Do You Ask the Questions That Win Job Offers?

Martin Yate CPC
NY Times Bestseller
35 Years in
Career Management
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Forget all the skeevy tricks you’ve heard for acing job interviews. The job offer usually goes to the candidate who understands the job well enough to turn a one-sided examination of skills into a conversation between two professionals with a common passion. Even without experience, you can develop this insight from your more experienced network contacts.
At job interviews you are evaluated partly on your answers to the interviewer’s questions, and partly by the questions you ask and don’t ask. Asking about salary and benefits sends one message; asking about the guts of the job, its challenges and performance expectations, sends another. The more performance-related your questions, the better.

Ask questions about the problems the job is there to anticipate, prevent, and solve, and the role it plays in helping the department meet its obligations in contributing to company profitability. Ask about the assignments with which you’ll be first involved; the types of challenges that each of those projects will throw up every day; who succeeds and who fails with these challenges and, most importantly, why. Performance-related questions like these demonstrate an engagement with your work that brands you as a potentially conscientious young professional who will quickly learn to become a contributing member of the team.

Questions That Demonstrate Engagement
Asking thoughtful questions that show you take your work seriously encourages the interviewer to give you insight into the job that you wouldn’t otherwise receive. The answers you hear in response to the following questions will give you an exact profile of the candidate the employer wants to hire, and therefore will give you some unique opportunities to sell yourself as that candidate:
“How would you describe a typical day in this job, and the deliverables you expect at the end of that day?”
“What do you consider the most important day-to-day responsibilities of this job?”

“What do you consider the most important day-to-day challenges of this job?”
“What skills do you consider critical to success in this work?”
“What aspects of the work cause entry-level professionals the most problems?”
“Who succeeds in this work and what sets them apart?”
“Who fails in this work and why?”
“What projects will I be involved with in my first six months?”
“What will you want me to have achieved in my first 30, 60 and 90 days?”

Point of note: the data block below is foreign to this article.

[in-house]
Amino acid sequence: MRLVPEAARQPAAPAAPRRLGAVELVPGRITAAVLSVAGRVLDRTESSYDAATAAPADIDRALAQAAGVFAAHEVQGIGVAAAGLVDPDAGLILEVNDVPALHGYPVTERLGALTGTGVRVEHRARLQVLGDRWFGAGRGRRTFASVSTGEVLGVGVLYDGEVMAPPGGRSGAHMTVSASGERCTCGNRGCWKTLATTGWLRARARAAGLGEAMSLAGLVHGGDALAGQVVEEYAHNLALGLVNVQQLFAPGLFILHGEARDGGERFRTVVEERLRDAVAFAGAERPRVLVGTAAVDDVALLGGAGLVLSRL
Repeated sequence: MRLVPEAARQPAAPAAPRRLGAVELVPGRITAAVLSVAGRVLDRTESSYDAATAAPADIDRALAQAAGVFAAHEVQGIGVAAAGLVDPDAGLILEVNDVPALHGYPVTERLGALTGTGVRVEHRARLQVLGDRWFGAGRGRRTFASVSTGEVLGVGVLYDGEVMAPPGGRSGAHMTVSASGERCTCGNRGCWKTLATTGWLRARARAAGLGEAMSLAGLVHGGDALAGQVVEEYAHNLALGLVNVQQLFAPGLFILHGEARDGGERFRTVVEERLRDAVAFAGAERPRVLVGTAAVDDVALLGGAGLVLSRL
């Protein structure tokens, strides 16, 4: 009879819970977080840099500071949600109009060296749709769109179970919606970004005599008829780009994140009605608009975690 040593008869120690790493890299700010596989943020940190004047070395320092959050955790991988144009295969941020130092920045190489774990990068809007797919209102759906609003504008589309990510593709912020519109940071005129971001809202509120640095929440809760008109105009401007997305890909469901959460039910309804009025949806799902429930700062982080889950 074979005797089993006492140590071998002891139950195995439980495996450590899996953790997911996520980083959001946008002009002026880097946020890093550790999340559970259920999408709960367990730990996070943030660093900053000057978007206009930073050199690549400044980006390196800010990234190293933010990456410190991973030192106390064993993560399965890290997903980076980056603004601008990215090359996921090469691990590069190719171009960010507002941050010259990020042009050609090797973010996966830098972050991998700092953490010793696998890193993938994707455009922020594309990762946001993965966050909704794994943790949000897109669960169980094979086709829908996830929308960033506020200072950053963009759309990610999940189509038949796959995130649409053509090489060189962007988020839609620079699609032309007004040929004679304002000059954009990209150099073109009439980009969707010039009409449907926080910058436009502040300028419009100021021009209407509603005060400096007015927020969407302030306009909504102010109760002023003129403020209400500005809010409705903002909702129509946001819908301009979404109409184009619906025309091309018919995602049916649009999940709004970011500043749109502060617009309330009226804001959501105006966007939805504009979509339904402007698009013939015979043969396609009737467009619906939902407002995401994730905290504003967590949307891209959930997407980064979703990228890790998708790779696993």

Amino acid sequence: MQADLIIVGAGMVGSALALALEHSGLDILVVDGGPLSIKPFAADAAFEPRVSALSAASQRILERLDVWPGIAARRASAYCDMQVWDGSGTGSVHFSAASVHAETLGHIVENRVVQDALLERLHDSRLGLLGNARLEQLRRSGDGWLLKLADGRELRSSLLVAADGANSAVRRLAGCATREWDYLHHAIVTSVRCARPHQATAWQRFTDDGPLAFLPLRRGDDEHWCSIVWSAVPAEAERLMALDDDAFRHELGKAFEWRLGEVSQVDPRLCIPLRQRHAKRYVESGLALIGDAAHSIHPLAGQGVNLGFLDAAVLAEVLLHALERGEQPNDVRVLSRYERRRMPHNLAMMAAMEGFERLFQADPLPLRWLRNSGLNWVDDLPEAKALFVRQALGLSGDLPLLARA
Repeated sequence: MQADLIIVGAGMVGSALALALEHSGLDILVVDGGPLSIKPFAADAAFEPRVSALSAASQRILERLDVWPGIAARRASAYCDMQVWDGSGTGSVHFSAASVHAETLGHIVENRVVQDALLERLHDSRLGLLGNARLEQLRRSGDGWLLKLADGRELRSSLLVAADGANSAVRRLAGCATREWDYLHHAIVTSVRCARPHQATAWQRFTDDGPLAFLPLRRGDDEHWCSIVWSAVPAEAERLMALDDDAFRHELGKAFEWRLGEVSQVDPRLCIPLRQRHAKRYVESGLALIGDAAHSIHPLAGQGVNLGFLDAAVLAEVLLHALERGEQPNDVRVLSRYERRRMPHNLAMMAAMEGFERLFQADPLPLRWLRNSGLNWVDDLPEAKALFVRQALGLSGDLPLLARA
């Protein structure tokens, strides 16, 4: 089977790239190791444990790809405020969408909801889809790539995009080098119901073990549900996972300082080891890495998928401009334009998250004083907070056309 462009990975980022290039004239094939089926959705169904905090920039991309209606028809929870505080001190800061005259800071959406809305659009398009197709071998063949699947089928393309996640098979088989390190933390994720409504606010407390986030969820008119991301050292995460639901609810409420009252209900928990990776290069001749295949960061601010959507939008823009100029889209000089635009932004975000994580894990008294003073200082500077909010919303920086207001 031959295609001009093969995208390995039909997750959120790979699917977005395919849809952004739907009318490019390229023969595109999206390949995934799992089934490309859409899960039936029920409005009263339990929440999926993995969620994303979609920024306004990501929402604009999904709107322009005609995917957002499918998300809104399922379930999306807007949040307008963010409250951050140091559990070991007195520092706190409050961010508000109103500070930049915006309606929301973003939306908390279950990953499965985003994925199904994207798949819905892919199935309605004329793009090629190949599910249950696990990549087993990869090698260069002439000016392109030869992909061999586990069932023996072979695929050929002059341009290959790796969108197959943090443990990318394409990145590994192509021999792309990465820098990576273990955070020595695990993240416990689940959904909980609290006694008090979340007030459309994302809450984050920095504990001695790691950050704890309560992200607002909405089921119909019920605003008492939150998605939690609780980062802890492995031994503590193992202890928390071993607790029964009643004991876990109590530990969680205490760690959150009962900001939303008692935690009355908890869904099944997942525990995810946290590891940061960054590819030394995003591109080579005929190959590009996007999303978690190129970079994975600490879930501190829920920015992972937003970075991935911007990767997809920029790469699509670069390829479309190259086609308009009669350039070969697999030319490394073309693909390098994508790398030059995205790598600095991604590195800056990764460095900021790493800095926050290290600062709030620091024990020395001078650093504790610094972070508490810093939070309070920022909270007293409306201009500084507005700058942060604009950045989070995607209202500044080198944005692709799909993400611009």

“What will you want me to have achieved in the first six months?”
The answers you receive to questions like these, and your subsequent responses, will position you as someone who is thoroughly competent, engaged, and motivated. As a result, you will gradually feel the cold formality of the interview thaw as the interviewer begins to envision you as member of the team.
As this happens, you might throw in the odd question that encourages this view by subtly changing “you” and “I” to “we”, for example, “What are the biggest challenges our department faces this year and what will be my role as a team member in tackling them?”
Ask Questions But Don’t Ramble
Asking questions gives you information and the opportunity to promote your candidacy. So, after you answer an interviewer’s question, every now and follow-up with one of your own, for example if you have some experience relevant to the topic, you ask: “Would it be of value if I told you about a time when…” Then by all means talk, but don’t ramble. Never talk for more than two minutes without pausing for either the interviewer’s encouragement to continue or for re-direction to another topic.
A Question For When You Get Flustered
Everyone gets brain freeze once in a while at job interviews, so here’s a question that can buy you time if you get flustered during. If a question stumps you, ask, “I’m not sure I understood you correctly, would you run that by me again?” The interviewer will not only repeat the question, but will usually repeat it in greater detail, giving you greater insight into what might be behind the question and more time to formulate an answer.
Ask Closing Questions
As the interview draws to a close, you’ll be asked if you have any questions. You need to determine next steps. recap the reasons you are qualified and interested in pursuing the opportunity, and ask for the next meeting,  “I’m interested in pursuing this. Can we schedule the next interview now?”
When this is the final interview ask for the job with an intelligent and enthusiastic explanation of why you are qualified and why you want the job. Any headhunter will tell you that in a tightly run race for the job, the offer always, always, goes to the candidate who demonstrates the most intelligent enthusiasm, and asks for the job.
Your questions throughout the interview have demonstrated competency, commitment, and intelligent enthusiasm. So, after enumerating the reasons why you can do the job and want to join the team, you finish with one last question, “I want this job. What do I have to do to get it?”

NY Times Bestseller                                                              Resume Services
35 Years in careers                                                                 Webcasts
Fourteen  books                                                                     Career Management
Martin Yate
Copyright 2013
All rights reserved

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  • Anonymous

    Great write-up, I’ve been trying to find ways of telling candidates this exact feedback for years!!

  • Anonymous

    Excellent article.